The Sons Of Liberty
and Committees of Correspondence

   The year was 1765. Parliament was debating whether to pass what would prove to be the first direct tax upon American goods the Stamp Act. The Stamp Act was designed to raise at least 60,000 of the 350,000 required annually to maintain the standing army in America by placing a tax upon any and all types of printed materials. The Act specified that stamped paper would have to be used for the printing of broadsides, newspapers, almanacs, legal papers of all sorts, liquor licenses, ships' clearance documents and even playing cards and dice.

   The American colonists protested against the passage of the Act. It would appear that the crux of the dispute the American colonists had with the Stamp Act was their disagreement that Parliament should have the right to impose any tax upon them without their consent. Isaac Barre, a Member of Parliament in 1765, did not necessarily oppose the Parliament's right to impose such a tax. He, like a number of other Members, opposed the manner in which the tax should be imposed upon the colonists. In his statements to the assembly, Barre referred to the Americans as Sons Of Liberty, whose ancestors had fled from tyranny in the British Isles, and who might not accept the Act willingly. The name stuck.

   It is human nature, especially the nature of those who are striving against some threat, real or imagined, to rally around some banner, some emblem, some symbol of unity. Remove the symbols and banners of unity between fledgling revolutionaries and their lifeforce will be somewhat depleted because their credibility will somehow be damaged. Two synonyms for the word identity are the words oneness and sameness. A large portion of the identity of any group (social, political, etc) is the recognition of the oneness or sameness of its members. The name that a group accepts for itself is often one which affirms that group's beliefs and objectives. The name of a group, especially of a revolutionary one, may often do more than simply give it a title, it may serve to define the aims and intentions of the group. A name, used as a banner, may very well empower the group with authorities and prerogatives it might not have known previously existed. It, like the warming sensation of liquor, might imbue the members of the group with a drunken sense of power. Throughout the American colonies in the 1760s groups of men may have felt that sense of power at the thought of being a son of liberty.

   It would be a false assumption to presume that the American colonists, as a whole, were spoiling for a fight to the death with the mother country at the very beginning. Despite the various Acts the Parliament passed which affected the American Colonies, many, perhaps a majority, of the colonists were not in favor of causing an overt rift between themselves and Britain. Each Act tended to affect only a certain segment of the population in the North American colonies. It must be remembered that each colony or province was fiercely loyal only to itself. In 1765, and even up to the point when the first shots rang out at Lexington, most of the colonies were concerned only with their own welfare. They were not considering the effect that problems in their neighboring sister colonies might have upon them. There were some regional loyalties: the colonies to the north of New York (i.e. New England) tended to consider themselves akin; New York, Pennsylvania, Delaware, New Jersey and Maryland (i.e. the Middle Colonies) were united by the bonds of commerce; and the colonies south of Maryland (i.e. the Southern Colonies) tended to view ties to each other because of their shared concept of agriculture. There was therefore not all that much concern in a southern colony such as Georgia, if Massachusetts would be compelled to pay a tariff on fishing rights because Georgia's ability to continue her own way of life was not directly threatened.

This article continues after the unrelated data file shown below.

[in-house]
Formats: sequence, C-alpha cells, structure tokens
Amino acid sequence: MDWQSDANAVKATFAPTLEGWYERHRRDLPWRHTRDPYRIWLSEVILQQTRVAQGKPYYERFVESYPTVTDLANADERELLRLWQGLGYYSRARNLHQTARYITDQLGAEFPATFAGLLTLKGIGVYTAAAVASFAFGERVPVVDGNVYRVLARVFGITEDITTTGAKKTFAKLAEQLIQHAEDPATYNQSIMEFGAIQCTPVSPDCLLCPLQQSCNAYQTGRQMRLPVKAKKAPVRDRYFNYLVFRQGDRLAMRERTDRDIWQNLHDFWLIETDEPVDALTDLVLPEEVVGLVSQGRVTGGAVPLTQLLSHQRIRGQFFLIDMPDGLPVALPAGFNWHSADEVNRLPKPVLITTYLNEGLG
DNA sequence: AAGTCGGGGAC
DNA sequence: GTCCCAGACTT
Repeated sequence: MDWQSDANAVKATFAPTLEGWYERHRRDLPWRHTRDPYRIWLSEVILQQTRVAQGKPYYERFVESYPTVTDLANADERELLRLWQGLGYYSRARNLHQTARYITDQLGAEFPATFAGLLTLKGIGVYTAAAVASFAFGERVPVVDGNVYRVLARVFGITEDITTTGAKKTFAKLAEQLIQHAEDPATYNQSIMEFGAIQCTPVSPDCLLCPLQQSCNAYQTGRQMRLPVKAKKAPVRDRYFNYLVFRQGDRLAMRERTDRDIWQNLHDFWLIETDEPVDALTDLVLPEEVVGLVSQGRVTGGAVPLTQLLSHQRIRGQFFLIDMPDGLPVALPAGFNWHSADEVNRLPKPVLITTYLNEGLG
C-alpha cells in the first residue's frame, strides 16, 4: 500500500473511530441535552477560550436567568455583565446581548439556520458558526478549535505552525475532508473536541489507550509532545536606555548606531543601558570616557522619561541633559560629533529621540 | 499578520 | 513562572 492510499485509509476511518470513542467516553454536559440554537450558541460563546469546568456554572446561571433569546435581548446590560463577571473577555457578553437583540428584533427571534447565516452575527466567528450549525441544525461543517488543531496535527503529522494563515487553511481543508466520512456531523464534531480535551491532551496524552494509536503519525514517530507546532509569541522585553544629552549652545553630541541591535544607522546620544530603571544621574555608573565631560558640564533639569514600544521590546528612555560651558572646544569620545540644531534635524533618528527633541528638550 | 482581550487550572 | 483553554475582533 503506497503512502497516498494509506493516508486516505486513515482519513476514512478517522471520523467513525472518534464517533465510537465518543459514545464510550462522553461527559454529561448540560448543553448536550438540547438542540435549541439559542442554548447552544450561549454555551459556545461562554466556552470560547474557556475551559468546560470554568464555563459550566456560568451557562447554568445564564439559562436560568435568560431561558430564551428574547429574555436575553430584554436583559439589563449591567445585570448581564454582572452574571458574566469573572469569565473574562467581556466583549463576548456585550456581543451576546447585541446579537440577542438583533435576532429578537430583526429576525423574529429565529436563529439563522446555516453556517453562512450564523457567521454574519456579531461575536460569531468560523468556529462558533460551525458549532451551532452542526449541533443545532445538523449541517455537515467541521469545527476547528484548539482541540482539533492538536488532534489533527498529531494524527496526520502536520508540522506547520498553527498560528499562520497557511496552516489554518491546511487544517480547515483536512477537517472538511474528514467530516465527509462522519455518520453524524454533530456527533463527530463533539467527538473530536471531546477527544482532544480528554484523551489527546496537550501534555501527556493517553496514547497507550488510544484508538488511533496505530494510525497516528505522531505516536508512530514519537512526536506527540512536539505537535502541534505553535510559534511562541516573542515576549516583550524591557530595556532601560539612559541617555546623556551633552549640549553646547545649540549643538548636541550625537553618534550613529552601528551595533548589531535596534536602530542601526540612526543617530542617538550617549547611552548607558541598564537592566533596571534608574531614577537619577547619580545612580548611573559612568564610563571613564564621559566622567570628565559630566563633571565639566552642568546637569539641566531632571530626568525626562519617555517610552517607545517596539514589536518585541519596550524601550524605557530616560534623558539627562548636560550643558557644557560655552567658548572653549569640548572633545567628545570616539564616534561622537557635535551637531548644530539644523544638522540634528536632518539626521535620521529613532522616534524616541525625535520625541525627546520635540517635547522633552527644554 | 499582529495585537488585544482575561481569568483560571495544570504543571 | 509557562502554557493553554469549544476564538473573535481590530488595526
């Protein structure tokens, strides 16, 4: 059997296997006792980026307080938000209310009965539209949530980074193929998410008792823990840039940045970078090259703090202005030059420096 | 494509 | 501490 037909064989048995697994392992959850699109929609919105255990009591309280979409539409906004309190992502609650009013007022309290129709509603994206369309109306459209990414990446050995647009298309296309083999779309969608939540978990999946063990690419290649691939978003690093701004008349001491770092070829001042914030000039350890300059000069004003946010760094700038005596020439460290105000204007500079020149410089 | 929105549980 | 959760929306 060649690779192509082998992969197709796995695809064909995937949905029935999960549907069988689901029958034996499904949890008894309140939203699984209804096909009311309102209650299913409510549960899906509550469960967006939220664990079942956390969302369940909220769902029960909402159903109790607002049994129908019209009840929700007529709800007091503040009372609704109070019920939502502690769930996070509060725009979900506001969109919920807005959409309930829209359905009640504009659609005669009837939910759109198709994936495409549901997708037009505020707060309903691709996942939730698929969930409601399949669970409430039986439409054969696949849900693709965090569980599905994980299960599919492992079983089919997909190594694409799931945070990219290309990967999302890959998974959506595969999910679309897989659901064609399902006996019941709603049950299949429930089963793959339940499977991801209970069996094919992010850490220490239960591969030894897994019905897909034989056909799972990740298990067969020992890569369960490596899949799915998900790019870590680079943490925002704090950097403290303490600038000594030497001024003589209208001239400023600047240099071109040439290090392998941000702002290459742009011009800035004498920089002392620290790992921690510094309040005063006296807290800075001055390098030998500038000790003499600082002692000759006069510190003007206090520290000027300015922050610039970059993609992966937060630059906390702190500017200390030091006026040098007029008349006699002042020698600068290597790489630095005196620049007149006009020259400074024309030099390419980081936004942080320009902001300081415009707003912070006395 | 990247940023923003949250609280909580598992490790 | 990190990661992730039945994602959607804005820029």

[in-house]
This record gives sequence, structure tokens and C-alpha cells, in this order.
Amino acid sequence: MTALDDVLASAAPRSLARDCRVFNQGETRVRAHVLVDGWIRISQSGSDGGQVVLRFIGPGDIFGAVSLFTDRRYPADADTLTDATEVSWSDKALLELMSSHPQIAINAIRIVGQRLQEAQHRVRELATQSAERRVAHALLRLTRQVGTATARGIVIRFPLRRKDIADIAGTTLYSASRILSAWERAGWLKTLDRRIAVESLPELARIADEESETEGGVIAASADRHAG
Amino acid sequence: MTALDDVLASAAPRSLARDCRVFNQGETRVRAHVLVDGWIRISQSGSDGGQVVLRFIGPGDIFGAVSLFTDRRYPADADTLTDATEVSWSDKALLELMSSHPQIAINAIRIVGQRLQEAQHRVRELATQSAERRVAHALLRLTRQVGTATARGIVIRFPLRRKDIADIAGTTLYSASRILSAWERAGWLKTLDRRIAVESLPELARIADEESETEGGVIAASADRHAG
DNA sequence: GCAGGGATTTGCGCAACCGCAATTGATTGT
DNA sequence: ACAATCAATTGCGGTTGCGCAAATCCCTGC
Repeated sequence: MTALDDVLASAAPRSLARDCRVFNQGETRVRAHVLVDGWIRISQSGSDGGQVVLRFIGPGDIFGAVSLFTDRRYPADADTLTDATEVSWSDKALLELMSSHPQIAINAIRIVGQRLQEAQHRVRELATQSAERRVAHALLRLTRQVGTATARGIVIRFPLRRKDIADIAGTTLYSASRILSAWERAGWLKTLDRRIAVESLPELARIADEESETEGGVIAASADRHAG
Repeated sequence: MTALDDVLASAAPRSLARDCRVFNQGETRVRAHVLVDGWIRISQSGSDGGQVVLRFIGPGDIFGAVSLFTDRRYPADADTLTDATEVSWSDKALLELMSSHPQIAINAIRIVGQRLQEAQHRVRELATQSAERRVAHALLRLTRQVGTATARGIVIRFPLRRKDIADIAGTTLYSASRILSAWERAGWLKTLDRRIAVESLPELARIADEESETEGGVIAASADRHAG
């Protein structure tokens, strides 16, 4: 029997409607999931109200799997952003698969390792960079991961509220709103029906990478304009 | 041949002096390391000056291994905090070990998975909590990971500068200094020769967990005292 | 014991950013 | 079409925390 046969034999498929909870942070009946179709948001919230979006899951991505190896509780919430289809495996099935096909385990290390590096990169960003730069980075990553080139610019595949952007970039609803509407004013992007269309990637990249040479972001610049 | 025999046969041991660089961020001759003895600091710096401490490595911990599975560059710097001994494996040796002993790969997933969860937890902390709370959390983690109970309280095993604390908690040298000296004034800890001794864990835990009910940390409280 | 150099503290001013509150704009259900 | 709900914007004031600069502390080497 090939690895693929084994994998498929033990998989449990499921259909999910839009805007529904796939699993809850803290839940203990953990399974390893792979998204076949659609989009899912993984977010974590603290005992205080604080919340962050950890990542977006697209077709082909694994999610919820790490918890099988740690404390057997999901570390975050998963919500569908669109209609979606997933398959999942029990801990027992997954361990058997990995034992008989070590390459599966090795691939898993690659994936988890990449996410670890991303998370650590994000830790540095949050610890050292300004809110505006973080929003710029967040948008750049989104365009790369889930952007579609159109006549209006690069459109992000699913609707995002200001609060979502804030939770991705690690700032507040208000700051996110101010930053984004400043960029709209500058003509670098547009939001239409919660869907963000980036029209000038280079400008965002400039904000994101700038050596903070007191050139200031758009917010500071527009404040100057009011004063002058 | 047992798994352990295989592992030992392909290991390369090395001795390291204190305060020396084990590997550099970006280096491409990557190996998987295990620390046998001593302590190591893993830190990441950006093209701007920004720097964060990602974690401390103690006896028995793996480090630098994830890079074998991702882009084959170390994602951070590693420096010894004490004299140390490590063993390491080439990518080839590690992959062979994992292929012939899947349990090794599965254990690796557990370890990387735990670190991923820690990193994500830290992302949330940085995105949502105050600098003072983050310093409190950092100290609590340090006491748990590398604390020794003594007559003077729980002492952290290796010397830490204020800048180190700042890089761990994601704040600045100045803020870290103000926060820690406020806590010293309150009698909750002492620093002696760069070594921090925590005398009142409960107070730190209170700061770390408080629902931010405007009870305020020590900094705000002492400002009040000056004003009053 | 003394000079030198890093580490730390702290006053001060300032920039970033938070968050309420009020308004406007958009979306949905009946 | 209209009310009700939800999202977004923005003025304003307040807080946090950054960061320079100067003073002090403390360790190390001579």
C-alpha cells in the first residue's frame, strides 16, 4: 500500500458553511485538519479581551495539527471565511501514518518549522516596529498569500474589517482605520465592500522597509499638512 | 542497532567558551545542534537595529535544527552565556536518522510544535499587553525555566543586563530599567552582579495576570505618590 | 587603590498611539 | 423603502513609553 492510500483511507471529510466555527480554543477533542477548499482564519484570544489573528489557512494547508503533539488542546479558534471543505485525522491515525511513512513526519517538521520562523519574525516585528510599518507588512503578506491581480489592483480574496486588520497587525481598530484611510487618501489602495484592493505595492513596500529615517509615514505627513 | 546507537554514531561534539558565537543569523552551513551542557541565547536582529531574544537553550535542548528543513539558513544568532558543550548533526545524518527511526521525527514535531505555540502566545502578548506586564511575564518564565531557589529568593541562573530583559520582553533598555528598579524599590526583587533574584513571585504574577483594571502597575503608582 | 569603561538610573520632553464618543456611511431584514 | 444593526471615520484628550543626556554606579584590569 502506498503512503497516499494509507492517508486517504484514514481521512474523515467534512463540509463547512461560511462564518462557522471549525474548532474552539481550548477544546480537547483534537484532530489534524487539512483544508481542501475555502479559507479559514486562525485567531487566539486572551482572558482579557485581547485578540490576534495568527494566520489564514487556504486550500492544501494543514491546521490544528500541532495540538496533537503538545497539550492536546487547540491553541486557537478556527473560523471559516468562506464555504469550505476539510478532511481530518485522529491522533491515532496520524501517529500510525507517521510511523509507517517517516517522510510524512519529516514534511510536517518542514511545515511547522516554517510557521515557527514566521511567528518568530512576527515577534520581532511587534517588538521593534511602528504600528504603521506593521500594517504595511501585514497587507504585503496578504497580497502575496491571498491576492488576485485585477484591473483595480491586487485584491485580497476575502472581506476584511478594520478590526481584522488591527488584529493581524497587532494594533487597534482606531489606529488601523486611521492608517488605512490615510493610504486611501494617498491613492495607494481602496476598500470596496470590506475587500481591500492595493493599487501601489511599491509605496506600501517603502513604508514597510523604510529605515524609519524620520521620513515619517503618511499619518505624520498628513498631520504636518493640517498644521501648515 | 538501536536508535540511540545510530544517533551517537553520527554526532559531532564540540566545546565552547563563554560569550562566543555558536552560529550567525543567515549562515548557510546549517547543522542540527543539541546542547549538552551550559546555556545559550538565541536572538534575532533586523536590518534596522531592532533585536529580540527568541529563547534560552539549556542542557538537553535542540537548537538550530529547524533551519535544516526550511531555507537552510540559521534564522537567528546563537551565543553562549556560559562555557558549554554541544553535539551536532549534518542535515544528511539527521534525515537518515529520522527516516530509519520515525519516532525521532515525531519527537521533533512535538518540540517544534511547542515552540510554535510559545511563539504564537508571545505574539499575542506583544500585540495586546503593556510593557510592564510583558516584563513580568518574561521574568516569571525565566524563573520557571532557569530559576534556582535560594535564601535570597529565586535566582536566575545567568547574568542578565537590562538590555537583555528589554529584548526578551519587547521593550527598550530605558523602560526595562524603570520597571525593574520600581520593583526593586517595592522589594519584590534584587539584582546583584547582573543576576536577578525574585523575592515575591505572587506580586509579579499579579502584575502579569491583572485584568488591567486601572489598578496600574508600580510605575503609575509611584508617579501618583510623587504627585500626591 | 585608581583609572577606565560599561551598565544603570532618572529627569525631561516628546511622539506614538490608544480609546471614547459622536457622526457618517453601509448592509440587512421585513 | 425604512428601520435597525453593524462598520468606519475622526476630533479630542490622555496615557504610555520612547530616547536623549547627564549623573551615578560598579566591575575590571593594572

Not long after Colonel Barre uttered the name, the title of Sons Of Liberty became vested on an actual group of individuals. The passage of the Stamp Act by Parliament caused a great amount of agitation among the colonists. The Act would directly affect the well-being and livelihoods of merchants, printers, lawyers, shipowners, tavern keepers and land speculators among others. In the taverns and public meeting houses of towns throughout the colonies groups of concerned citizens began to meet to decide on how they would respond to the new Act. As newspapers published advertisements by those groups requesting others citizens to support non-compliance with the Act, the name Sons Of Liberty was sometimes used, and more and more individuals saw the banner they were looking for. In some cases the groups, in the name of the Sons Of Liberty, called for the peaceful resignation of stamp agents from their posts. Some others, such as the group which confronted Andrew Oliver in Boston, threatened the stamp agent with harm if he did not resign his post. The leaders of the group which identified themselves as Sons Of Liberty in Boston took credit for their actions under the name of The Loyal Nine. The Loyal Nine arranged for a day of public demonstration against the Stamp Act on 14 August, 1765. They organized a mock stamp office under effigies of Andrew Oliver and the Devil, which were hung from "Liberty Trees". The crowd that gathered were led to a brick building that Mr. Oliver was in the process of constructing and leveled it. They then marched on Mr. Oliver's house and caused minor damage to it. The house and library of Thomas Hutchinson, Comptroller of the Currency in Boston, were looted and ransacked by the Sons Of Liberty twelve days later. The scenes of mob violence were repeated in other cities throughout the colonies. The curious thing about the Sons Of Liberty phenomenon is that when the Stamp Act was finally repealed on 18 March, 1766, the movement virtually dissipated into nothing. The members of the groups, though, tended to reappear in later incarnations of radical activist groups.